Race & Remembrance

‘Resilience in the face of horror and pain’: Emancipation and Freedom Monument unveiled in Richmond

BY: - September 22, 2021

Just weeks after the last Confederate statue on Richmond’s Monument Avenue was removed, a long-anticipated monument to emancipation was unveiled Wednesday on Brown’s Island. “Resilience in the face of horror and pain is what this day is all about, which is why a little rain and a train are not gonna stop us,” State Sen. […]


Racialized comments on vaccination rates are dangerous and irresponsible

BY: - August 31, 2021

Most prevarications uttered by Republican politicos can be dismissed, fact-checked or denounced. Remember “Jewish space lasers” setting California lands ablaze? Or the former president suggesting an injection of Lysol could cure coronavirus? However, a Texas GOP official’s steaming pile of excrement about African-Americans and COVID-19 seep into a truly dangerous sphere. It can’t be ignored because this nation has […]

U.S. Civil Rights Trail book shines light on battles to dismantle Jim Crow

BY: - August 3, 2021

TOPEKA — The roadmap of America’s struggle for civil rights runs through southern hotspots of Farmville, Selma, Memphis, Jackson, Little Rock, Montgomery, Greensboro and Birmingham while extending to the western outpost of Topeka and northern crossroads of Washington, D.C. The movement to vanquish Jim Crow segregation is a collage of sit-ins, protest marches, the endurance […]

Officials in Richmond still won’t explain why police attacked hundreds of peaceful protestors a year ago

BY: - May 26, 2021

The police chief apologized. Mayor Levar Stoney now calls the attack “unintentional.” But a year later, officials in Richmond still won’t offer a full explanation of what exactly happened that led officers to unleash a barrage of tear gas and pepper spray on a crowd of hundreds of peaceful protestors. City officials also refuse to […]

Minnesota cop guilty of murder: Floyd’s killing reverberated across the country, sparking change in Virginia

BY: - April 20, 2021

The jury has spoken, finding Derek Chauvin guilty of murder in the death of George Floyd. The former Minneapolis police officer knelt on the neck of Floyd, who was handcuffed and face down on the pavement, for more than nine minutes last May, a killing that sparked nationwide protests and a reckoning on race and […]


Then and now: Protest songs remind us in times of tumult that we’ve yet to realize our aspirations

BY: - April 12, 2021

“I can’t breathe. I can’t breathe. You’re taking my life from me.  I can’t breathe. Will anyone fight for me?” — “I Can’t Breathe,” H.E.R., 2020 Music born of angry times of domestic disunity in American history leave indelible marks on us that speak loudly about who we are rather than who we propose to […]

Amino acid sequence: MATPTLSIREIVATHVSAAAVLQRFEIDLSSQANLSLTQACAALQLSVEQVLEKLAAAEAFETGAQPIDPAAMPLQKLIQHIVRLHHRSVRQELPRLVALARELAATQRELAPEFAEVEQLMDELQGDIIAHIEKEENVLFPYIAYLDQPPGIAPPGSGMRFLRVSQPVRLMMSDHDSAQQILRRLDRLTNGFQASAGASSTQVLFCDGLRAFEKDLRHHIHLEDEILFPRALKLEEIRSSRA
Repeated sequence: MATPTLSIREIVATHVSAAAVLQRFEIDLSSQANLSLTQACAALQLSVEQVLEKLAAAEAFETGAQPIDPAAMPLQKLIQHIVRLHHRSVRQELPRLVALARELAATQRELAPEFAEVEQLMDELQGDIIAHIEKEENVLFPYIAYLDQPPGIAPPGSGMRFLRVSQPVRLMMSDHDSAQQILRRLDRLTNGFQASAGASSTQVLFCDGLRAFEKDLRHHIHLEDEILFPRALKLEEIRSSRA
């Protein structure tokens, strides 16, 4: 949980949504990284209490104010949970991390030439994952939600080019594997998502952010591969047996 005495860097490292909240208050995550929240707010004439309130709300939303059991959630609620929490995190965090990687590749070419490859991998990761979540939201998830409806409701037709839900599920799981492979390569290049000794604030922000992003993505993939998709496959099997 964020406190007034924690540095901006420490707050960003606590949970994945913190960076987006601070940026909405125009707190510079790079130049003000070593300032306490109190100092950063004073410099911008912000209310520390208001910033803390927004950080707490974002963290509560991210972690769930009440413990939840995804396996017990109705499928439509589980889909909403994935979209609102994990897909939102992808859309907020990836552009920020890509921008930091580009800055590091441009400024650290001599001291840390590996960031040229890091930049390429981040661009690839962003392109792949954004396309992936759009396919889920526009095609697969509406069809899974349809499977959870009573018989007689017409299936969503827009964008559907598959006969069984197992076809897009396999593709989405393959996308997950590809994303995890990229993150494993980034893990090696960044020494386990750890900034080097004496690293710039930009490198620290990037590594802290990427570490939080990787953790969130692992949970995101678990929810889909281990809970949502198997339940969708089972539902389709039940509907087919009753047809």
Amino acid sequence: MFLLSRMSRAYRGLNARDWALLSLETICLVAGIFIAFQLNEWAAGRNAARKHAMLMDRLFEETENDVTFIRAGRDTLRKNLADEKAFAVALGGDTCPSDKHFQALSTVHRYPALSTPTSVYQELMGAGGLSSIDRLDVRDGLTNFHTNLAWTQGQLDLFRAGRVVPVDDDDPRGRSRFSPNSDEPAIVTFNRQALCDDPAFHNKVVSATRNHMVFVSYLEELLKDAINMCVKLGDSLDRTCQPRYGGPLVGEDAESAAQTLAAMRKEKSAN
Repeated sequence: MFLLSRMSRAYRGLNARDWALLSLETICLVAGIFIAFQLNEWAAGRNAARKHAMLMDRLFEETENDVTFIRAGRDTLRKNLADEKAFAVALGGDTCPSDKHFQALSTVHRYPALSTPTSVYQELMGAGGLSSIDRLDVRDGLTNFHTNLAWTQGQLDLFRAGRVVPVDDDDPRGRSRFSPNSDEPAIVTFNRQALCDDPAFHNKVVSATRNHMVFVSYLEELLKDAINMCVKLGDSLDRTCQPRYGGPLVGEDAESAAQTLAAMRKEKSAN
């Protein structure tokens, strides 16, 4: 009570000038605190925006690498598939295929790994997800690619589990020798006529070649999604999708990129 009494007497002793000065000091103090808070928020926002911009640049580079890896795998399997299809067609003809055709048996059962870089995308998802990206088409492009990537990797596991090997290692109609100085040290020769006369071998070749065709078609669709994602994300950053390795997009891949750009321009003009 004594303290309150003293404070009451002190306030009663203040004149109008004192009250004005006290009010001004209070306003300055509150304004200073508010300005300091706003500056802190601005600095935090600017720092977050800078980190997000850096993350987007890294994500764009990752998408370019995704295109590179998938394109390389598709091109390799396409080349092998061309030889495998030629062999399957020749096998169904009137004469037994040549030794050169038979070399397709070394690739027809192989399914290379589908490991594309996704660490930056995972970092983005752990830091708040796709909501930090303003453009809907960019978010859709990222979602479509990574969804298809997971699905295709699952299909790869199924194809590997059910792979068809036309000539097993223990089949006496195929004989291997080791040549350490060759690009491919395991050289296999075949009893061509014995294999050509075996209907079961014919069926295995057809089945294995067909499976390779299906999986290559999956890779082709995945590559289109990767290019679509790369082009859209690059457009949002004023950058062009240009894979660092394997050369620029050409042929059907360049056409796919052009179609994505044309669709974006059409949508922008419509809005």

Virginia teachers are going to be assessed on ‘cultural competency.’ What does that mean?

BY: - April 1, 2021

Makya Little was helping her fourth-grade daughter review for the Virginia Studies SOL, a standardized test on state history, when she found herself taken aback by one of the questions on the study guide. “She gets to this one question that says ‘What’s the status of the early African?’” said Little, who lives in Prince […]

Virginia House votes to remove statue of segregationist Harry Byrd Sr. from Capitol Square

BY: - January 27, 2021

In the reckoning over Confederate statues in Virginia, memorials to more contemporary champions of racism initially escaped scrutiny. That changed last year when a freshman Republican lawmaker in the House of Delegates proposed removing a Capitol Square statue of Harry Flood Byrd Sr., who was the architect of the state’s campaign of massive resistance against […]

In purge of Confederates, Virginia plans to rename Camp Pendleton

BY: - January 20, 2021

Camp Pendleton, the state military reservation in Virginia Beach named for a Confederate general, likely will be renamed soon. Next month, a panel of state officials plans to recommend a new name for the Virginia National Guard training facility, which was named for William Nelson Pendleton, a Virginian who served as Gen. Robert E. Lee’s […]


Oppression in the kitchen, delight in the dining room: the story of an enslaved chef and chocolatier in Colonial Virginia

BY: - December 25, 2020

By Kelley Fanto Deetz, University of California, Berkeley Among the many treats of the holiday season are chocolate and hot cocoa. While these traditions provide a hefty dose of sugar, there’s a bittersweet side to chocolate’s history, too. This year, at Stratford Hall Plantation in Westmoreland County, a plantation museum where, as a historian, I […]

A statue of Confederate Gen. Robert E. Lee in Charlottesville that white supremacist protesters rallied around on Aug. 12 last year.

In six rural Virginia counties, residents vote overwhelmingly to keep Confederate monuments

BY: - November 4, 2020

Voters in six rural counties voted overwhelmingly Tuesday to keep courthouse monuments to the Confederacy — imagery that more populous cities and counties have rushed to remove amid a renewed national reckoning on race. Before this year, local governments in Virginia were prohibited under state law from removing Confederate statues. New Democratic majorities in the […]

In Lee Monument lawsuit, judge rules it’s no longer public policy in Virginia to honor Confederacy

BY: - October 27, 2020

It’s no longer public policy in Virginia to hold the Confederacy in a state of perpetual veneration, a Richmond judge ruled Tuesday, telling Gov. Ralph Northam he can remove a towering statue of Robert E. Lee despite a promise more than 130 years ago to “faithfully guard … and affectionately protect it.” While the decision […]